"... Mama was full of country wisdom. I think she was a little like your Mama ..."
Published: March 31, 2019
By: Sean Dietrich
Author Website: Click to Visit
I awoke way too early this morning. It was still dark. This morning, I was missing my late bloodhound.
Last year around this time, she was still alive, and she would sit beside me while I fiddled with the coffee pot. But she’s not here. Pancreatitis took her.
I’ll never forget it, last year we checked her into the pet hospital, they put her in one of those cones. They locked her in a cage. They shoved needles in her.
I was able to wedge my hand through the kennel door to pet her nose. It was the last time I ever saw her.
My mother always told me, “Don’t just tell someone you love them, write it down for them, then they can remember it always.”
Too bad dogs can’t read.
But then, Mama was full of country wisdom. I think she was a little like your Mama, Clark.
She’s the one who told me: “A bumblebee is faster than a John Deere.”
And: “Never judge a family tree by the nuts falling off it.”
And: “If you ever start to think you’re somebody, try telling a house cat what to do.”
Anyway, the reason I am writing you is because yesterday afternoon I opened the mailbox to find several bills, junk mail, real estate advertisements, and one manila envelope with no return address. Inside was an Action Comics comic book.
“Great Ceasar’s Ghost!” I thought to myself.
It took me back in time. I used to subscribe to Action Comics when I was a boy. I kept my subscription until I was 27 years old.
You were my childhood obsession. This began in earnest the week after my father’s funeral. My friend brought me a stack of your comics he’d gotten at a flea market for a few bucks.
There must’ve been a hundred of them. They dated back to June, 1938. God, the smell of those wonderful books. They were the greatest. You were not just a hero to me, you were an escape from my real life.
During that hellish year of grief, I read those comics a hundred times over. I knew every picture, every word-bubble, and I could get lost in the colors.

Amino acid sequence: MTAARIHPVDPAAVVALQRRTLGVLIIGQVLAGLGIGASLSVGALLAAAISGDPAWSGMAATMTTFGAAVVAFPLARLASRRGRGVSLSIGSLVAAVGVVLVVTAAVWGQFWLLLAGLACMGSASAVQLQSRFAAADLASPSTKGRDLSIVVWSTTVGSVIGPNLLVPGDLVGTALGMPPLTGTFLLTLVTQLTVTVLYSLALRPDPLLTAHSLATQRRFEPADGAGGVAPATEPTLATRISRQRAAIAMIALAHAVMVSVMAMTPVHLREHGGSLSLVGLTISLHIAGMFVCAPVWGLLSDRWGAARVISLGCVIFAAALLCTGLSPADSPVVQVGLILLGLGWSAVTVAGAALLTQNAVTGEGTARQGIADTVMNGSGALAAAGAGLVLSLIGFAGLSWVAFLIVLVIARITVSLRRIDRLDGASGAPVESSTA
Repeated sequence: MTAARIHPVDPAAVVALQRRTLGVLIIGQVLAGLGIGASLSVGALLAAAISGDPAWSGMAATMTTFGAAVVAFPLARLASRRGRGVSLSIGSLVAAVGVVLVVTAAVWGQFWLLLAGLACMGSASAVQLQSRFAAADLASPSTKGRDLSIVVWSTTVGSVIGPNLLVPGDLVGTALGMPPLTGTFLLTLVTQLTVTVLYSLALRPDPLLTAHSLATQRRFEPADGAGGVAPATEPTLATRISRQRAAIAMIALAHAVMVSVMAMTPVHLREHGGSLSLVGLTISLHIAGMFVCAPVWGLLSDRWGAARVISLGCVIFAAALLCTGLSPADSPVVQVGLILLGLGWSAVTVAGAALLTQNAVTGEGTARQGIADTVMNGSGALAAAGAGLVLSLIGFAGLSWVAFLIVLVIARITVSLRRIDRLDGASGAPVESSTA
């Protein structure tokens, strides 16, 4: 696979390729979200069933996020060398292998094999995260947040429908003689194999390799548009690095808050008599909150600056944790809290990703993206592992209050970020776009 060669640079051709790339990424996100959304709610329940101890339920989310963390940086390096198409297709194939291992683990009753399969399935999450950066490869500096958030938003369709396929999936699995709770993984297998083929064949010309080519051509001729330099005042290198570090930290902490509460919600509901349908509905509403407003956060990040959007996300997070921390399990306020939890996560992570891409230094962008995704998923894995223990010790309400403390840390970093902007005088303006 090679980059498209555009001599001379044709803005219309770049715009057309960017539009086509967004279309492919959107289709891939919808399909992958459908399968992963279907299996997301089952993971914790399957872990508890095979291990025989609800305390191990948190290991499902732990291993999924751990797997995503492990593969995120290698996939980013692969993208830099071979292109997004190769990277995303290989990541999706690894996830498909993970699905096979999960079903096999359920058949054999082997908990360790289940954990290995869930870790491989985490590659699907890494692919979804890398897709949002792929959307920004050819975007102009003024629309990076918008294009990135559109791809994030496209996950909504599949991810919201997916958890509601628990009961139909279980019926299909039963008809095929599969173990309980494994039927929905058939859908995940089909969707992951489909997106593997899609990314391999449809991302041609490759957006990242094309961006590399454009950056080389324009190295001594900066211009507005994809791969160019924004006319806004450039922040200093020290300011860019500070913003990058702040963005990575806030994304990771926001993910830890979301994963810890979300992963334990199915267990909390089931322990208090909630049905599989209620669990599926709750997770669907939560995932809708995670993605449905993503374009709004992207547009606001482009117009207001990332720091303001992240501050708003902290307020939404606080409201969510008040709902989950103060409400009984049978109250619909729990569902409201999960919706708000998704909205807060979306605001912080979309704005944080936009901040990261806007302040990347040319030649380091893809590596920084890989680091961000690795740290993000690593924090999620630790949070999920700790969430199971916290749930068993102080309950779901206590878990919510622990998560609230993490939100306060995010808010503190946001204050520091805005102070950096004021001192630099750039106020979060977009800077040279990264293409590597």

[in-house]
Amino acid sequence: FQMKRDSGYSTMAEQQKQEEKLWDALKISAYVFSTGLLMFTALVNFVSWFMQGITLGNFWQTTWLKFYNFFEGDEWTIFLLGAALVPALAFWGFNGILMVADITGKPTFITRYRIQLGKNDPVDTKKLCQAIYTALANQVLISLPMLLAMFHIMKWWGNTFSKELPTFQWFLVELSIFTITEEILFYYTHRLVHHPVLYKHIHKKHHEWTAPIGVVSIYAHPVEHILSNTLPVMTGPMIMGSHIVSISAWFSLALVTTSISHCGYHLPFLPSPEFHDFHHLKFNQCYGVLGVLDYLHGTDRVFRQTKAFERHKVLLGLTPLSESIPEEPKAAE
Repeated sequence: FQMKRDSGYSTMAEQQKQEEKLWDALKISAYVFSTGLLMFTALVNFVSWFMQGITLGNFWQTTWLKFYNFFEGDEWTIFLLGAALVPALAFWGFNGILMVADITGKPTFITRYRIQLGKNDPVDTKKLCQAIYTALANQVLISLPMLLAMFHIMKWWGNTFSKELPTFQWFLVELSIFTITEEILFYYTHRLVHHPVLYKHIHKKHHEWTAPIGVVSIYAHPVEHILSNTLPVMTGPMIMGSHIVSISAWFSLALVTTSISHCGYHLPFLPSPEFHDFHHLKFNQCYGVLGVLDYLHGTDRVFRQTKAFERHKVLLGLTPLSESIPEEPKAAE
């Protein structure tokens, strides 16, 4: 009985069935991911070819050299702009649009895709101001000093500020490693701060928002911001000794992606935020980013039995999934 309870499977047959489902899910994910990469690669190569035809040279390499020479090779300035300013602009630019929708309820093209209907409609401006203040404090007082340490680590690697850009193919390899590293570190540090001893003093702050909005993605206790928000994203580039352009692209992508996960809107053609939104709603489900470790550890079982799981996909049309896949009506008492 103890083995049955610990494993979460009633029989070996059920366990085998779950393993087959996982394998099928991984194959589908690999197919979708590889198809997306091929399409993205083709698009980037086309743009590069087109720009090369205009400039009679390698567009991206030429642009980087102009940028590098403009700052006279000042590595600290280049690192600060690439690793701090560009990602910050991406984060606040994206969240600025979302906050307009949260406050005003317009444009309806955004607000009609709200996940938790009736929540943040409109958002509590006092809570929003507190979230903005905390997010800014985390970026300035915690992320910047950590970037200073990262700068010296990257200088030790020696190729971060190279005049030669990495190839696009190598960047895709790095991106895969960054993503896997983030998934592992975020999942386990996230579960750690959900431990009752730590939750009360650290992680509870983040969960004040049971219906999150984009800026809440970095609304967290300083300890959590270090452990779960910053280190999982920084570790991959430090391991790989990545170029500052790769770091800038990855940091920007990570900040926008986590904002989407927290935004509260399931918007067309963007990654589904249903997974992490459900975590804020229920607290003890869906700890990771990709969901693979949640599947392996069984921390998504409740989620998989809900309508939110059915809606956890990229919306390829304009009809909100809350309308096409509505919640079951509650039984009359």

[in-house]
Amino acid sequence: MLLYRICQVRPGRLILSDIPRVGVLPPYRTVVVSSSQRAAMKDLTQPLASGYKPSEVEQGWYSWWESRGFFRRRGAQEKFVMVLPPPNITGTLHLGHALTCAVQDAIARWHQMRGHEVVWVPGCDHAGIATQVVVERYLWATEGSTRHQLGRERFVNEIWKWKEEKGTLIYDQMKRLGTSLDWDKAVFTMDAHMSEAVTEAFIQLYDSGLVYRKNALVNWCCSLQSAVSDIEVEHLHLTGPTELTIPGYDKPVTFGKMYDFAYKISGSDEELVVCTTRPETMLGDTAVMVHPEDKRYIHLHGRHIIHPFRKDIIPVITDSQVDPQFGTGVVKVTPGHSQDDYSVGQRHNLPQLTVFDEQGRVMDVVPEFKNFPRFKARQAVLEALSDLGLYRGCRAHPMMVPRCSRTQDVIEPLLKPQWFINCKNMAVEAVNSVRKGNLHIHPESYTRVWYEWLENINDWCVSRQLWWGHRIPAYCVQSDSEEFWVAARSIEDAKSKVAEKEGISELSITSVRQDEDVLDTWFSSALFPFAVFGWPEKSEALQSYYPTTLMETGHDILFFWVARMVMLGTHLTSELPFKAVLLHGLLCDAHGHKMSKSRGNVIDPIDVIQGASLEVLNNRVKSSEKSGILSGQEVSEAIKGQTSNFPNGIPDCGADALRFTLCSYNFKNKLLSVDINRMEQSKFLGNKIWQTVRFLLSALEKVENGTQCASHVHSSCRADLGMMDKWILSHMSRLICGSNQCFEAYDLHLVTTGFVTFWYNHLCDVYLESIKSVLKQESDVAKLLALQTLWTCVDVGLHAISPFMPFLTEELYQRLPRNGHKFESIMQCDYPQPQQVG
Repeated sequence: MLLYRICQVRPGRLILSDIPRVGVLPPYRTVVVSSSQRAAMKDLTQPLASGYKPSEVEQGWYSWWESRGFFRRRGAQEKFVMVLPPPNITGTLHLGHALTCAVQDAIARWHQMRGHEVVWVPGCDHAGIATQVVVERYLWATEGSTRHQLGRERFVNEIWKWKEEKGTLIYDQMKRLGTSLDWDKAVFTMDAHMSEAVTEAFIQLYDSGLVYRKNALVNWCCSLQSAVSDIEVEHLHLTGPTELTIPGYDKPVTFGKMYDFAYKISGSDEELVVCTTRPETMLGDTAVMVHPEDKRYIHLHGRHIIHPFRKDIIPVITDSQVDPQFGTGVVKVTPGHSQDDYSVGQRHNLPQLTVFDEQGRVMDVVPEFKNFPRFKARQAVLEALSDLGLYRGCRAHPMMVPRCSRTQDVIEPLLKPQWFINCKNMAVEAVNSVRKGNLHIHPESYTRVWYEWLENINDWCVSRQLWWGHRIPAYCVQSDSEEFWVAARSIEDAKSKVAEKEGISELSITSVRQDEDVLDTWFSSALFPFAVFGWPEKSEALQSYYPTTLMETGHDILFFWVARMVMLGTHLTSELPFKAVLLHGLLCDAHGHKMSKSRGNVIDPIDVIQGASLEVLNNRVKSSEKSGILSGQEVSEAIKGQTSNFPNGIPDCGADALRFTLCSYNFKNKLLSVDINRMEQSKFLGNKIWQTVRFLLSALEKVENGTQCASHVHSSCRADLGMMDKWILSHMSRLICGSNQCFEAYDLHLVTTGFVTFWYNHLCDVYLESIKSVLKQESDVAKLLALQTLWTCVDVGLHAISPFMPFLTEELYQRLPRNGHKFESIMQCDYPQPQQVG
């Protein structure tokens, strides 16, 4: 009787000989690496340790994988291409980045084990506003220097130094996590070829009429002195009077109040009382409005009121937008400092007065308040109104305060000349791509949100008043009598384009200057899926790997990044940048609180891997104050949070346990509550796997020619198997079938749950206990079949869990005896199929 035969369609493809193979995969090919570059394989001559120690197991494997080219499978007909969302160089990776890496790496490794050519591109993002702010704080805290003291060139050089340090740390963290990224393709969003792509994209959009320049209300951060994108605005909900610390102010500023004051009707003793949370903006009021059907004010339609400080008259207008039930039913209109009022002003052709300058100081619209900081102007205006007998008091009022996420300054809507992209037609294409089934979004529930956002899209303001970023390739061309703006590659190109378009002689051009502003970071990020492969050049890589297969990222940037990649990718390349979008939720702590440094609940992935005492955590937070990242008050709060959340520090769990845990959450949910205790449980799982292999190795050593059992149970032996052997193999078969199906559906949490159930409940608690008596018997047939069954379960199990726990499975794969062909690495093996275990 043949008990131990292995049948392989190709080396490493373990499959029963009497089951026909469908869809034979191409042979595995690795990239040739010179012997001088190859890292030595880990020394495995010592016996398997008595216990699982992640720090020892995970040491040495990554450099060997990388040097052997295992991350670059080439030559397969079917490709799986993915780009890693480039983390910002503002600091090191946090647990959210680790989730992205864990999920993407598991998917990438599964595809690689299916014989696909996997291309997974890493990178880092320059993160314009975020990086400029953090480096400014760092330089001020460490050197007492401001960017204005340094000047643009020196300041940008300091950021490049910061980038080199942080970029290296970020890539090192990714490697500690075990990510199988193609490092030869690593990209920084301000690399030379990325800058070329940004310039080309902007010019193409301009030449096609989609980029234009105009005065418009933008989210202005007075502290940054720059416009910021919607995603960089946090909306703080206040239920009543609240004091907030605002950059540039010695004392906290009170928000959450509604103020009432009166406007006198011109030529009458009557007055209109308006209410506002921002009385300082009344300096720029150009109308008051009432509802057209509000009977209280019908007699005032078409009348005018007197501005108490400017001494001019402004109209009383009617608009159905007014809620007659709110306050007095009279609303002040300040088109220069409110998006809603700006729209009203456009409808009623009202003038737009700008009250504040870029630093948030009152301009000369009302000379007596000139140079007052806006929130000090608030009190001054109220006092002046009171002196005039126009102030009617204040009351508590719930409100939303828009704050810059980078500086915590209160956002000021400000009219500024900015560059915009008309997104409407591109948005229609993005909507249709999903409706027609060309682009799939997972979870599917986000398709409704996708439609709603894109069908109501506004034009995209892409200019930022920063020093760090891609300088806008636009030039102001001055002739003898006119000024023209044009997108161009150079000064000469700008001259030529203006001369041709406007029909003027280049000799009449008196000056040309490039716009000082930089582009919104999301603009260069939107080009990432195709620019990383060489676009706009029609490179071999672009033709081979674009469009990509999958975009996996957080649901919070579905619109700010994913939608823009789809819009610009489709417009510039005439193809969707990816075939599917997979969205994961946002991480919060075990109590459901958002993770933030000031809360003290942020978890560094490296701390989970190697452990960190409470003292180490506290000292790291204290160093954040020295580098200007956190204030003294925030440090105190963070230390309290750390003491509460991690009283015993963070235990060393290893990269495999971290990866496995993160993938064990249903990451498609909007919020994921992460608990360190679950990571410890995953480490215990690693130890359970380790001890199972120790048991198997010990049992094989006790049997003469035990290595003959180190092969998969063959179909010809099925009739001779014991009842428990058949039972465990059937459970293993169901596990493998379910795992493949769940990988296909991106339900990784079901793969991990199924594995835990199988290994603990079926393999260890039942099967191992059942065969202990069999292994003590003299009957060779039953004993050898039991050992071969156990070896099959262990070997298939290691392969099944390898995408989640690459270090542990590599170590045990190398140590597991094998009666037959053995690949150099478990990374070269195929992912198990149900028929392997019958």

There’s one particular drawing I remember. You were swooping from the sky to save a dog from an explosion at a gas station. You were just in the nick of time.
And that’s what gets me about you, Clark—or do you prefer Superman? How does a man who can fly, who sees through walls, who can bench press a middle school, decide to help dogs? You didn’t have to do that.
You don’t HAVE to do a lot of things. You don’t have to dress in street clothes, or be so humble. You don’t have to act like a meek reporter, or wear eyeglasses, or work a nine-to-five job, or watch your cholesterol. You’re Superman.
You could be king of the universe, you could be rich, political, all-powerful, or you could appear on this season of The Voice and blow the competition away—literally, I mean you could use your heat vision.
But here you are, caring about dogs. What a guy.
I was 12 years old when I sent off for a subscription to Action Comics. I filled out a little postcard and sent my money via U.S. Postal Service. The cost was 9 bucks for 24 issues in the mail.
Batman didn’t do it for me. Spiderman was nothing special. But you. You were worth 9 bucks.
I can still remember one night, years before my father died, when my mother hosted a bunco tournament at our house. She’d outfitted the den with card tables and invited a hundred million church ladies over to eat finger food and play cards.
That night, my father and I stayed out of her way. We sat in his shed with a radio on his bench.
I remember this evening very clearly because it was a leap year, your birthday, February 29th. The local radio station played Superman serial shows back-to-back until midnight.
When it was all said and done, my father fuzzed my hair and said, “Old Superman was something, wasn’t he? All that power, and he always helps the little guy.”
Then he hugged me and said, “You always be sure to help the little guy, you hear me?”
I wish you could’ve met him. He liked you, too.
So right now I am reading a comic book, sent to me anonymously, sipping coffee, thinking about little jewels in life that have meant a lot to me. Like the way my dog loved me. And the memories of my father.
I just wanted to say that I’m grateful for you. People might not thank you enough for all the times you’ve saved the world.
You probably don’t get many letters from adults, but my mother told me that if I loved someone, I ought to write it down. And well, I guess that’s what this is.
Happy 81st birthday, Superman.
Sean Dietrich is a columnist and novelist, known for his commentary on life in the American South. His work has appeared in Southern Living, The Tallahassee Democrat, Good Grit, South Magazine, Yellowhammer News, the Bitter Southerner, Thom Magazine, The Mobile Press Register, and he has authored seven books.